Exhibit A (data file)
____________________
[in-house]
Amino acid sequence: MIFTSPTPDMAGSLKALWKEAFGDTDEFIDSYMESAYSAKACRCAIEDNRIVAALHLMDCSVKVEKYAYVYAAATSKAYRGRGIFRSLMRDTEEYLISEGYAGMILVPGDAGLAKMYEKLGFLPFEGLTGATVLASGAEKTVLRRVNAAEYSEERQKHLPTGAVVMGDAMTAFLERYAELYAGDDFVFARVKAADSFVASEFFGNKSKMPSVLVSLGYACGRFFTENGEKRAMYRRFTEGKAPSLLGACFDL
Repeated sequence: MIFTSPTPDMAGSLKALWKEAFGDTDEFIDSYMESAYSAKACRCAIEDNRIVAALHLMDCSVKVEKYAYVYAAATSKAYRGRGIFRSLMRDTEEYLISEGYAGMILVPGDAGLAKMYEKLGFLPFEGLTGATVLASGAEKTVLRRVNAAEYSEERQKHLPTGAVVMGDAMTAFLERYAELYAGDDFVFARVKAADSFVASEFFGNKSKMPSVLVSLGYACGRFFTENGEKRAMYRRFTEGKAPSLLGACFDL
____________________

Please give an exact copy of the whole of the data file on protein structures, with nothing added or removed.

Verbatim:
[in-house]
Amino acid sequence: MIFTSPTPDMAGSLKALWKEAFGDTDEFIDSYMESAYSAKACRCAIEDNRIVAALHLMDCSVKVEKYAYVYAAATSKAYRGRGIFRSLMRDTEEYLISEGYAGMILVPGDAGLAKMYEKLGFLPFEGLTGATVLASGAEKTVLRRVNAAEYSEERQKHLPTGAVVMGDAMTAFLERYAELYAGDDFVFARVKAADSFVASEFFGNKSKMPSVLVSLGYACGRFFTENGEKRAMYRRFTEGKAPSLLGACFDL
Repeated sequence: MIFTSPTPDMAGSLKALWKEAFGDTDEFIDSYMESAYSAKACRCAIEDNRIVAALHLMDCSVKVEKYAYVYAAATSKAYRGRGIFRSLMRDTEEYLISEGYAGMILVPGDAGLAKMYEKLGFLPFEGLTGATVLASGAEKTVLRRVNAAEYSEERQKHLPTGAVVMGDAMTAFLERYAELYAGDDFVFARVKAADSFVASEFFGNKSKMPSVLVSLGYACGRFFTENGEKRAMYRRFTEGKAPSLLGACFDL